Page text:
Chris Saltmarsh, national coordinator for Labour for a Green New Deal – a green group within Labour – said: “Sadly, it speaks to the politics of Labour under Keir Starmer that big polluters like Drax are being welcomed into the party conference. In a year where extreme weather events have devastated the lives of millions, the leadership is getting cosy with the firms fuelling the destruction.”
Phil MacDonald, COO of climate and energy think tank Ember, said: “Drax receives more than £2m a day in government subsidies. Some of this public money is fed straight back into political lobbying, as Drax argues for new funding to support its proposed carbon capture power station.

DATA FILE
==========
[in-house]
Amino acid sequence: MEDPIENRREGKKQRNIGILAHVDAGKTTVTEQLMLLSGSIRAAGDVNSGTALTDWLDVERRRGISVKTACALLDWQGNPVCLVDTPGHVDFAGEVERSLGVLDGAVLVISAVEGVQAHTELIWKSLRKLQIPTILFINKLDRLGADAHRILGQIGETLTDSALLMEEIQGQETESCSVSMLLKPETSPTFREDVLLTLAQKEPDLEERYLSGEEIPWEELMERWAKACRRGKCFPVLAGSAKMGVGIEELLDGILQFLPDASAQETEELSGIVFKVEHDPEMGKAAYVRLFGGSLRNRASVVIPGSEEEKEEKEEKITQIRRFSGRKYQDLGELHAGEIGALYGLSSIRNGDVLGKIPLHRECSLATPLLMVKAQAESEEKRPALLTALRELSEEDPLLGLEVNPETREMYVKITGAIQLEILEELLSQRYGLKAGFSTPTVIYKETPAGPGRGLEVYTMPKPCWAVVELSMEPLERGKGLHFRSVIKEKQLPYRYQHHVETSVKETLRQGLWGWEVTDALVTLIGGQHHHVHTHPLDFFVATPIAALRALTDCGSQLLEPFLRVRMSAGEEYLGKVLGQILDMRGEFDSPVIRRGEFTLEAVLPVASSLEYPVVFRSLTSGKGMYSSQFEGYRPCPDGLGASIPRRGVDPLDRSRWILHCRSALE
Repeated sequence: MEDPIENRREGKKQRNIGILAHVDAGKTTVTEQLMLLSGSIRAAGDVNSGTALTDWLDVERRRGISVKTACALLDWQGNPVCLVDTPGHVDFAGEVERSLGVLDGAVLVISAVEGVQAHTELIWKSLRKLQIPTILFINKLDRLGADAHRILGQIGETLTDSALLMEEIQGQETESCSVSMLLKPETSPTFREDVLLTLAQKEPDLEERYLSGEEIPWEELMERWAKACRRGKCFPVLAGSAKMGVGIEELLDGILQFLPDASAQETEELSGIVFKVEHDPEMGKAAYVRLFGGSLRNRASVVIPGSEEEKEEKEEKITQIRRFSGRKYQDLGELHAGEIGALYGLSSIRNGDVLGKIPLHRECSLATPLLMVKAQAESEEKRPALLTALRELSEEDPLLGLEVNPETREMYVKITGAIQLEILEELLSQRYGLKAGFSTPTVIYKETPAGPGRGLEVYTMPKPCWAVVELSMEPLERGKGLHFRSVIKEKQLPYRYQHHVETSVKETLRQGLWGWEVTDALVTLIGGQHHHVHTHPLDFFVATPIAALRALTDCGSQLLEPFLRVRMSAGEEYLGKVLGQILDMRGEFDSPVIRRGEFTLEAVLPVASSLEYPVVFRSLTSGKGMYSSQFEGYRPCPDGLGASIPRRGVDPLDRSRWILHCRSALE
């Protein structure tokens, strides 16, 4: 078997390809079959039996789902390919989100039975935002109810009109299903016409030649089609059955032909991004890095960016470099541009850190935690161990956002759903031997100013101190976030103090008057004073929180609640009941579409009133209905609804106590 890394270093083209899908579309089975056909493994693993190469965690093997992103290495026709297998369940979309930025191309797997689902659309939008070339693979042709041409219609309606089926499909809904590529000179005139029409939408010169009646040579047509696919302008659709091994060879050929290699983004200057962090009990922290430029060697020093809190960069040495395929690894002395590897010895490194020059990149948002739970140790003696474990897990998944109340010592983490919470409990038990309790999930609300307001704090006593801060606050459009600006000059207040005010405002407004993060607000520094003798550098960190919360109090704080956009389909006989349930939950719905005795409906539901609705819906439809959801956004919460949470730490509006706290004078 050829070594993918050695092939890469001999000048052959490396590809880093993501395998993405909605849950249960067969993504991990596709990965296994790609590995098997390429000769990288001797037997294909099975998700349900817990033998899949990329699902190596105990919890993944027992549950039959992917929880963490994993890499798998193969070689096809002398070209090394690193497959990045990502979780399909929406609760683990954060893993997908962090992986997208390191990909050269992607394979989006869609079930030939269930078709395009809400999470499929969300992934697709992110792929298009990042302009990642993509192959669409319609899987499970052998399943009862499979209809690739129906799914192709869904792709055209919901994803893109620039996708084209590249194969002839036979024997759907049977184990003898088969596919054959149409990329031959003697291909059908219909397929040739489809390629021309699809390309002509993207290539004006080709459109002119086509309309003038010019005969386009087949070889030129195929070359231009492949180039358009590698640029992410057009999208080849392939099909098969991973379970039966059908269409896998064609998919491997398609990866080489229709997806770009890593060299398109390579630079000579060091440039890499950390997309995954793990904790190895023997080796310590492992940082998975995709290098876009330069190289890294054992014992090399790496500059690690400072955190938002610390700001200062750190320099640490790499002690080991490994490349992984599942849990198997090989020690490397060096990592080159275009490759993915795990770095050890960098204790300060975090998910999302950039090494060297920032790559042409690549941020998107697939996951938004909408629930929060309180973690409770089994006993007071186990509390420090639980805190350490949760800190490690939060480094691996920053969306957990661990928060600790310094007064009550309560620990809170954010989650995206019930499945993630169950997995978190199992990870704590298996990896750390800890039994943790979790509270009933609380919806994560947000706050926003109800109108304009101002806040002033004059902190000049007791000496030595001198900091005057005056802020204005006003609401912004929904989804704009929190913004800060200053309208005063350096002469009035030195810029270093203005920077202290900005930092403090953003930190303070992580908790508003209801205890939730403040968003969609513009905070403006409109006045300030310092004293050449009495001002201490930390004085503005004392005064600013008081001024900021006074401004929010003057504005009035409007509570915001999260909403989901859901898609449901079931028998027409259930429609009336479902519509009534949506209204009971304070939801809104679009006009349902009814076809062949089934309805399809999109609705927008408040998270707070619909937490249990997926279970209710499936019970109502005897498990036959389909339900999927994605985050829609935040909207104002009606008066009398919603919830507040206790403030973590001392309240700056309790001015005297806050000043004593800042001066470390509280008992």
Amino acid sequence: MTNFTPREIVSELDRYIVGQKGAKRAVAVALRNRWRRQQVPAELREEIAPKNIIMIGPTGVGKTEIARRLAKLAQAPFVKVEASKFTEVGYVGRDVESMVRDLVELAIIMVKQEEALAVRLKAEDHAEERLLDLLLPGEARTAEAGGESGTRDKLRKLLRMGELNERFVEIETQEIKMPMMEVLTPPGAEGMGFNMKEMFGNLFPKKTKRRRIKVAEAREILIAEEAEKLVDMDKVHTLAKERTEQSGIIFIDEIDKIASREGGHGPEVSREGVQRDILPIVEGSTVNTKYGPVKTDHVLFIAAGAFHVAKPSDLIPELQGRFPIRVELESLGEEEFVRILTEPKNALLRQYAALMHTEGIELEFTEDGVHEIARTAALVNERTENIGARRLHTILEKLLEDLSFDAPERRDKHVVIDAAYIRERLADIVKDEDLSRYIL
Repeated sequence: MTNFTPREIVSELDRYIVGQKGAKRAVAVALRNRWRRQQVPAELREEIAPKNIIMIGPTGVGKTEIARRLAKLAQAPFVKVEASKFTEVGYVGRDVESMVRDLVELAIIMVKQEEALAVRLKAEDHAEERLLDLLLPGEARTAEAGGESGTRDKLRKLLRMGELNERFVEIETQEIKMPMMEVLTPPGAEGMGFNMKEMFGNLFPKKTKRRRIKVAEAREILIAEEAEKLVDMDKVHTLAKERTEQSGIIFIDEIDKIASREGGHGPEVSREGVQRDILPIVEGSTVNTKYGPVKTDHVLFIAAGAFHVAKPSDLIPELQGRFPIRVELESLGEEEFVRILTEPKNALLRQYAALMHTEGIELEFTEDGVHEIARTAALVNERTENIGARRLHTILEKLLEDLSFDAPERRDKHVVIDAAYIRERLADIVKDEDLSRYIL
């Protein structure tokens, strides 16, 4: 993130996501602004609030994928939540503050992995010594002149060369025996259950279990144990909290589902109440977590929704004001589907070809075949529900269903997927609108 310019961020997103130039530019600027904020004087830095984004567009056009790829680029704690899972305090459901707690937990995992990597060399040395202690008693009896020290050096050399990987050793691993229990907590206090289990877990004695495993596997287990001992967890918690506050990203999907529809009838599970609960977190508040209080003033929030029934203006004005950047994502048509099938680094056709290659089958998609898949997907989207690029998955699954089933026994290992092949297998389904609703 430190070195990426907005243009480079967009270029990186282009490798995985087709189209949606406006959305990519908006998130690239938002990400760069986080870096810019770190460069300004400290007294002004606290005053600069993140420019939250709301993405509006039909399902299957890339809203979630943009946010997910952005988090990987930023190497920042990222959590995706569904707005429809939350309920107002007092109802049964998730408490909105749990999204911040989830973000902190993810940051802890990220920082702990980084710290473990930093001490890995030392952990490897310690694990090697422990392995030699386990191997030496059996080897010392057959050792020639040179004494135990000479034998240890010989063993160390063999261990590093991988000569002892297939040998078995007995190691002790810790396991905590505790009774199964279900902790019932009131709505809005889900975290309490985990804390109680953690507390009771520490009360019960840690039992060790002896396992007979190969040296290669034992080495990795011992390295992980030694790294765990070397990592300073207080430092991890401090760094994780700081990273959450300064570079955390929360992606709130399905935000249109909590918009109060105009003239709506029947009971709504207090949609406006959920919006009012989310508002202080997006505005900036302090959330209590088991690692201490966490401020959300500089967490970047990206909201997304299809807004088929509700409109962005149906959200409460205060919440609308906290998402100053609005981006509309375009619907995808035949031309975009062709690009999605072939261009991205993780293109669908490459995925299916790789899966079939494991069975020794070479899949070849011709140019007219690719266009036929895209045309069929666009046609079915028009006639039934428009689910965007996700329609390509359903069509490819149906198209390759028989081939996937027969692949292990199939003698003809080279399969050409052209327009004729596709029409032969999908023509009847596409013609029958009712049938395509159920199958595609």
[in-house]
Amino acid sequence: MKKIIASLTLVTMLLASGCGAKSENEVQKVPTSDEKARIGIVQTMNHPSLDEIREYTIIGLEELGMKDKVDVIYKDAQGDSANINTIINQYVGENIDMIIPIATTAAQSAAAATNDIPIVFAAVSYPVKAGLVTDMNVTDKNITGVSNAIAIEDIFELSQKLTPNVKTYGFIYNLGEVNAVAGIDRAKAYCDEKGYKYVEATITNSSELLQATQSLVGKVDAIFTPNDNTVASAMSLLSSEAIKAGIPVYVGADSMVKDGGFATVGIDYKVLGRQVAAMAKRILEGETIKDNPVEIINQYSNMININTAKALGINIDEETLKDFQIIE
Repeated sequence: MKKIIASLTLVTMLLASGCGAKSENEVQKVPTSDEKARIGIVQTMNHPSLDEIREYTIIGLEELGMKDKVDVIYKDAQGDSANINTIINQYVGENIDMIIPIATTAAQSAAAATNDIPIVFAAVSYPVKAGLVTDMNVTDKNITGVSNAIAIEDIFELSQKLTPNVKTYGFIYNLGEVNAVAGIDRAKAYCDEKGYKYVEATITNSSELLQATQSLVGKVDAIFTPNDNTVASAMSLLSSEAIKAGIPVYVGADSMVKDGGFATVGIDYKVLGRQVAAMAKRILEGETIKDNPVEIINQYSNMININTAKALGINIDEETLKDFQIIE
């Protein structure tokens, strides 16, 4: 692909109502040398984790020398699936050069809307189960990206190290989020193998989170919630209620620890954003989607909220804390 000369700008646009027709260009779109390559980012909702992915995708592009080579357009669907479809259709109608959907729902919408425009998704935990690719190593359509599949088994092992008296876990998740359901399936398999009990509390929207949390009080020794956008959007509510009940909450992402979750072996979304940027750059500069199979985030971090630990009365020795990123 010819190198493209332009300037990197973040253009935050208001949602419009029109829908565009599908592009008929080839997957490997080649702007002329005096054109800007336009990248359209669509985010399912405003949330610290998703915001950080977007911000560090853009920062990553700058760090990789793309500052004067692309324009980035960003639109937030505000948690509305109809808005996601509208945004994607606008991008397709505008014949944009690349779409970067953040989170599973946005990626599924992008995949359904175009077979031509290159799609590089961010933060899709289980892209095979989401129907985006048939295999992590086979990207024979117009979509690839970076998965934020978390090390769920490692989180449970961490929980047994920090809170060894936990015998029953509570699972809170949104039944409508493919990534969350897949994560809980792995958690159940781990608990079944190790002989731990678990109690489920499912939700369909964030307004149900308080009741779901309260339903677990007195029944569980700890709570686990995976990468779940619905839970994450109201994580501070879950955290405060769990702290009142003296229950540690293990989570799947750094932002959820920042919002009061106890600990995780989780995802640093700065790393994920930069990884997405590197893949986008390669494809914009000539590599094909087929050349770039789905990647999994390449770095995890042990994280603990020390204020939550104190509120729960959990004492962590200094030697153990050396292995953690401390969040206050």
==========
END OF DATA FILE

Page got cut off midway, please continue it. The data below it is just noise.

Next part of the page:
“A large public relations budget has allowed Drax to obscure the crucial fact that the wood-burning power station is the UK’s largest single source of CO2. These emissions are not counted by the UK, as wood-burning is assumed to be carbon neutral. However, scientists have increasingly argued against this claim.
“Politicians should not lose sight of these risks when major CO2 emitters try to greenwash their reputations through corporate sponsorship.”
Elly Pepper, a campaigner from Cut Carbon Not Forests and the Natural Resources Defense Council (NRDC), said: “By hosting events like this panel, Drax continues to greenwash the UK public into thinking bioenergy is good for our planet. Fortunately, more and more people are realising it actually worsens climate change, exacerbates biodiversity loss, and harms communities.”